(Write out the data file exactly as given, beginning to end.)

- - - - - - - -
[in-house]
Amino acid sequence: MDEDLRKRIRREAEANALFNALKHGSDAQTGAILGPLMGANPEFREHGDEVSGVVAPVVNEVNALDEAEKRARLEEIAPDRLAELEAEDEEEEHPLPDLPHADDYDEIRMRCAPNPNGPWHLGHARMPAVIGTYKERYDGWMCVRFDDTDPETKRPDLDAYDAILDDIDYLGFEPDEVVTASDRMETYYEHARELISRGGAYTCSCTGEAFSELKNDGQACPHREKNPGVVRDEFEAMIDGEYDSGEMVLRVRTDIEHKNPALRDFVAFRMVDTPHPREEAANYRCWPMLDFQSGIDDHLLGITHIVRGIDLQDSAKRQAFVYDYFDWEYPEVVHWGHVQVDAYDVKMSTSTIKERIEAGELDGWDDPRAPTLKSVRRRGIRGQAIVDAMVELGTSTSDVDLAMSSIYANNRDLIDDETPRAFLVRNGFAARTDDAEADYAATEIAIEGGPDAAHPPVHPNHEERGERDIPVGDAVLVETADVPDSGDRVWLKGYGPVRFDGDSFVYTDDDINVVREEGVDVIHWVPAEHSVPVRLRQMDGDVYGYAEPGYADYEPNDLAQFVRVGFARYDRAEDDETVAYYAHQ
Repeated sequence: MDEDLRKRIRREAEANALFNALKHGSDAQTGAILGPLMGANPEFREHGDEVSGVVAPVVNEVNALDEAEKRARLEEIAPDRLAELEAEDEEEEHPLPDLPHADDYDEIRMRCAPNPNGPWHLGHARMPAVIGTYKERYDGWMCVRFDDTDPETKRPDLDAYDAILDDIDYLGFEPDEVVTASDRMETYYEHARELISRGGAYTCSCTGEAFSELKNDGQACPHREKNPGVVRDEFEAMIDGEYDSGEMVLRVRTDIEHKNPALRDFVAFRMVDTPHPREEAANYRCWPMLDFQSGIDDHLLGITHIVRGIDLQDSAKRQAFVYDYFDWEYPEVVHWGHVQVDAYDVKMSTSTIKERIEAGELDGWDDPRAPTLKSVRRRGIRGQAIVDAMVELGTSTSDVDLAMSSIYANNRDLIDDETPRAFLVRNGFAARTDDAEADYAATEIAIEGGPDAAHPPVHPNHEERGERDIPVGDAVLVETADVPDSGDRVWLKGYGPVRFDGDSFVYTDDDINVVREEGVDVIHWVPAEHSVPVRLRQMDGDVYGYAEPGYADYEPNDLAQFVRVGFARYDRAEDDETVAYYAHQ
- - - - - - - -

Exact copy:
[in-house]
Amino acid sequence: MDEDLRKRIRREAEANALFNALKHGSDAQTGAILGPLMGANPEFREHGDEVSGVVAPVVNEVNALDEAEKRARLEEIAPDRLAELEAEDEEEEHPLPDLPHADDYDEIRMRCAPNPNGPWHLGHARMPAVIGTYKERYDGWMCVRFDDTDPETKRPDLDAYDAILDDIDYLGFEPDEVVTASDRMETYYEHARELISRGGAYTCSCTGEAFSELKNDGQACPHREKNPGVVRDEFEAMIDGEYDSGEMVLRVRTDIEHKNPALRDFVAFRMVDTPHPREEAANYRCWPMLDFQSGIDDHLLGITHIVRGIDLQDSAKRQAFVYDYFDWEYPEVVHWGHVQVDAYDVKMSTSTIKERIEAGELDGWDDPRAPTLKSVRRRGIRGQAIVDAMVELGTSTSDVDLAMSSIYANNRDLIDDETPRAFLVRNGFAARTDDAEADYAATEIAIEGGPDAAHPPVHPNHEERGERDIPVGDAVLVETADVPDSGDRVWLKGYGPVRFDGDSFVYTDDDINVVREEGVDVIHWVPAEHSVPVRLRQMDGDVYGYAEPGYADYEPNDLAQFVRVGFARYDRAEDDETVAYYAHQ
Repeated sequence: MDEDLRKRIRREAEANALFNALKHGSDAQTGAILGPLMGANPEFREHGDEVSGVVAPVVNEVNALDEAEKRARLEEIAPDRLAELEAEDEEEEHPLPDLPHADDYDEIRMRCAPNPNGPWHLGHARMPAVIGTYKERYDGWMCVRFDDTDPETKRPDLDAYDAILDDIDYLGFEPDEVVTASDRMETYYEHARELISRGGAYTCSCTGEAFSELKNDGQACPHREKNPGVVRDEFEAMIDGEYDSGEMVLRVRTDIEHKNPALRDFVAFRMVDTPHPREEAANYRCWPMLDFQSGIDDHLLGITHIVRGIDLQDSAKRQAFVYDYFDWEYPEVVHWGHVQVDAYDVKMSTSTIKERIEAGELDGWDDPRAPTLKSVRRRGIRGQAIVDAMVELGTSTSDVDLAMSSIYANNRDLIDDETPRAFLVRNGFAARTDDAEADYAATEIAIEGGPDAAHPPVHPNHEERGERDIPVGDAVLVETADVPDSGDRVWLKGYGPVRFDGDSFVYTDDDINVVREEGVDVIHWVPAEHSVPVRLRQMDGDVYGYAEPGYADYEPNDLAQFVRVGFARYDRAEDDETVAYYAHQ